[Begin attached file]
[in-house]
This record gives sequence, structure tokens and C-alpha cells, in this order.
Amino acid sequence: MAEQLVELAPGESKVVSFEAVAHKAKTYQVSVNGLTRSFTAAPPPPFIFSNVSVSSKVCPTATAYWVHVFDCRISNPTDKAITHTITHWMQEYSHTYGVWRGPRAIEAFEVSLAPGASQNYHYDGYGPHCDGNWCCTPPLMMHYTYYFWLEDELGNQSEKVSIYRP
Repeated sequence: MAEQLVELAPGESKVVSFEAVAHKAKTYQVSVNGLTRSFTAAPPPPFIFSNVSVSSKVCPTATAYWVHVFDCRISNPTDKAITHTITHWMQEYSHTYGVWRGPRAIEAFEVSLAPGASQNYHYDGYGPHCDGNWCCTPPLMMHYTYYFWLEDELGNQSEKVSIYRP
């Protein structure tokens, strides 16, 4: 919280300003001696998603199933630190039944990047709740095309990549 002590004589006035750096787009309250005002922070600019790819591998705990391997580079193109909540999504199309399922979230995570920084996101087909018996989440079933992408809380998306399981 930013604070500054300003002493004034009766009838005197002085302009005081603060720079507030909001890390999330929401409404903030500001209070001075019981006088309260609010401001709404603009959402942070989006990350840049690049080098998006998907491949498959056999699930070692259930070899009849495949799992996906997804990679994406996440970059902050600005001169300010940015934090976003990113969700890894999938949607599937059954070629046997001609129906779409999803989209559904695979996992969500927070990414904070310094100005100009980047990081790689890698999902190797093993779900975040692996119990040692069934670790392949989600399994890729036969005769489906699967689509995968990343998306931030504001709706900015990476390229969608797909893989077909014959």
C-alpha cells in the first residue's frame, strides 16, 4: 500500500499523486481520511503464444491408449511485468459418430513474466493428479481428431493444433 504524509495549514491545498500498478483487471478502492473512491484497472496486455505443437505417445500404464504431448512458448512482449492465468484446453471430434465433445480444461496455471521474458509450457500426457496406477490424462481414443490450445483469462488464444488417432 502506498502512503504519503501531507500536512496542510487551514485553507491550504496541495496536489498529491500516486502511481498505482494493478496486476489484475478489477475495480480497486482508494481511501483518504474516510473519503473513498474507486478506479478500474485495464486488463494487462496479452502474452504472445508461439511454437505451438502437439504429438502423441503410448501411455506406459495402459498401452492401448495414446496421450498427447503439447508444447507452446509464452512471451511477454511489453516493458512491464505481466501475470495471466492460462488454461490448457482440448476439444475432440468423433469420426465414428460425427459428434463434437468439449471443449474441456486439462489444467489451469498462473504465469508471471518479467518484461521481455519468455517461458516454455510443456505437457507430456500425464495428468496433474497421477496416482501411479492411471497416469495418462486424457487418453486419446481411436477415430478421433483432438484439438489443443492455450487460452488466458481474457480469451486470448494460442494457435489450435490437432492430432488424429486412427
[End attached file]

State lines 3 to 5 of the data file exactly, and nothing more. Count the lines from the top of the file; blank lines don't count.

Amino acid sequence: MAEQLVELAPGESKVVSFEAVAHKAKTYQVSVNGLTRSFTAAPPPPFIFSNVSVSSKVCPTATAYWVHVFDCRISNPTDKAITHTITHWMQEYSHTYGVWRGPRAIEAFEVSLAPGASQNYHYDGYGPHCDGNWCCTPPLMMHYTYYFWLEDELGNQSEKVSIYRP
Repeated sequence: MAEQLVELAPGESKVVSFEAVAHKAKTYQVSVNGLTRSFTAAPPPPFIFSNVSVSSKVCPTATAYWVHVFDCRISNPTDKAITHTITHWMQEYSHTYGVWRGPRAIEAFEVSLAPGASQNYHYDGYGPHCDGNWCCTPPLMMHYTYYFWLEDELGNQSEKVSIYRP
């Protein structure tokens, strides 16, 4: 919280300003001696998603199933630190039944990047709740095309990549 002590004589006035750096787009309250005002922070600019790819591998705990391997580079193109909540999504199309399922979230995570920084996101087909018996989440079933992408809380998306399981 930013604070500054300003002493004034009766009838005197002085302009005081603060720079507030909001890390999330929401409404903030500001209070001075019981006088309260609010401001709404603009959402942070989006990350840049690049080098998006998907491949498959056999699930070692259930070899009849495949799992996906997804990679994406996440970059902050600005001169300010940015934090976003990113969700890894999938949607599937059954070629046997001609129906779409999803989209559904695979996992969500927070990414904070310094100005100009980047990081790689890698999902190797093993779900975040692996119990040692069934670790392949989600399994890729036969005769489906699967689509995968990343998306931030504001709706900015990476390229969608797909893989077909014959």